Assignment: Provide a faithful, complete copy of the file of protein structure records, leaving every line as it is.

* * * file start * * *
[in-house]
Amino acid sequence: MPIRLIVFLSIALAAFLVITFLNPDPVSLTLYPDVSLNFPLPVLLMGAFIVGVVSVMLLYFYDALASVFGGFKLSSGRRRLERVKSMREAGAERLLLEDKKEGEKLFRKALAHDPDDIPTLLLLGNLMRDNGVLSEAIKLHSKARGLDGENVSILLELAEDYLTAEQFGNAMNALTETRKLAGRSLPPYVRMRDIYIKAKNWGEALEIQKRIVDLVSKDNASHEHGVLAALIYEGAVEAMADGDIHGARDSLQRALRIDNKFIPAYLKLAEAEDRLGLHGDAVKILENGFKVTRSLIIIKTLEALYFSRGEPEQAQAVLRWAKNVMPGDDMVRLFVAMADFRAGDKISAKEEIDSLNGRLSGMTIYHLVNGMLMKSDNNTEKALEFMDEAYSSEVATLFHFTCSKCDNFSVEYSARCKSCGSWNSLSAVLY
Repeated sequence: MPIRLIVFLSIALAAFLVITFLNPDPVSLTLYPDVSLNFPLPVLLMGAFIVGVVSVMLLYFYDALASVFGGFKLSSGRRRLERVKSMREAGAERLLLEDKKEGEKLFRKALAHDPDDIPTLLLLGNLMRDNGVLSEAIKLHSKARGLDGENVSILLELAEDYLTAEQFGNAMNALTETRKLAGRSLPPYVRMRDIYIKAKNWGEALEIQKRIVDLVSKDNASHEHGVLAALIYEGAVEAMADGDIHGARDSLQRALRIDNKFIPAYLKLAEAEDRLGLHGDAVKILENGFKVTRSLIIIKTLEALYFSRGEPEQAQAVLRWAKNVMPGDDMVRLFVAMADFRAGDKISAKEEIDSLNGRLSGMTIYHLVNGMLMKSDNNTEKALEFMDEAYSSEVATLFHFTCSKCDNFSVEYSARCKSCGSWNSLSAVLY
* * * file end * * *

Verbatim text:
[in-house]
Amino acid sequence: MPIRLIVFLSIALAAFLVITFLNPDPVSLTLYPDVSLNFPLPVLLMGAFIVGVVSVMLLYFYDALASVFGGFKLSSGRRRLERVKSMREAGAERLLLEDKKEGEKLFRKALAHDPDDIPTLLLLGNLMRDNGVLSEAIKLHSKARGLDGENVSILLELAEDYLTAEQFGNAMNALTETRKLAGRSLPPYVRMRDIYIKAKNWGEALEIQKRIVDLVSKDNASHEHGVLAALIYEGAVEAMADGDIHGARDSLQRALRIDNKFIPAYLKLAEAEDRLGLHGDAVKILENGFKVTRSLIIIKTLEALYFSRGEPEQAQAVLRWAKNVMPGDDMVRLFVAMADFRAGDKISAKEEIDSLNGRLSGMTIYHLVNGMLMKSDNNTEKALEFMDEAYSSEVATLFHFTCSKCDNFSVEYSARCKSCGSWNSLSAVLY
Repeated sequence: MPIRLIVFLSIALAAFLVITFLNPDPVSLTLYPDVSLNFPLPVLLMGAFIVGVVSVMLLYFYDALASVFGGFKLSSGRRRLERVKSMREAGAERLLLEDKKEGEKLFRKALAHDPDDIPTLLLLGNLMRDNGVLSEAIKLHSKARGLDGENVSILLELAEDYLTAEQFGNAMNALTETRKLAGRSLPPYVRMRDIYIKAKNWGEALEIQKRIVDLVSKDNASHEHGVLAALIYEGAVEAMADGDIHGARDSLQRALRIDNKFIPAYLKLAEAEDRLGLHGDAVKILENGFKVTRSLIIIKTLEALYFSRGEPEQAQAVLRWAKNVMPGDDMVRLFVAMADFRAGDKISAKEEIDSLNGRLSGMTIYHLVNGMLMKSDNNTEKALEFMDEAYSSEVATLFHFTCSKCDNFSVEYSARCKSCGSWNSLSAVLY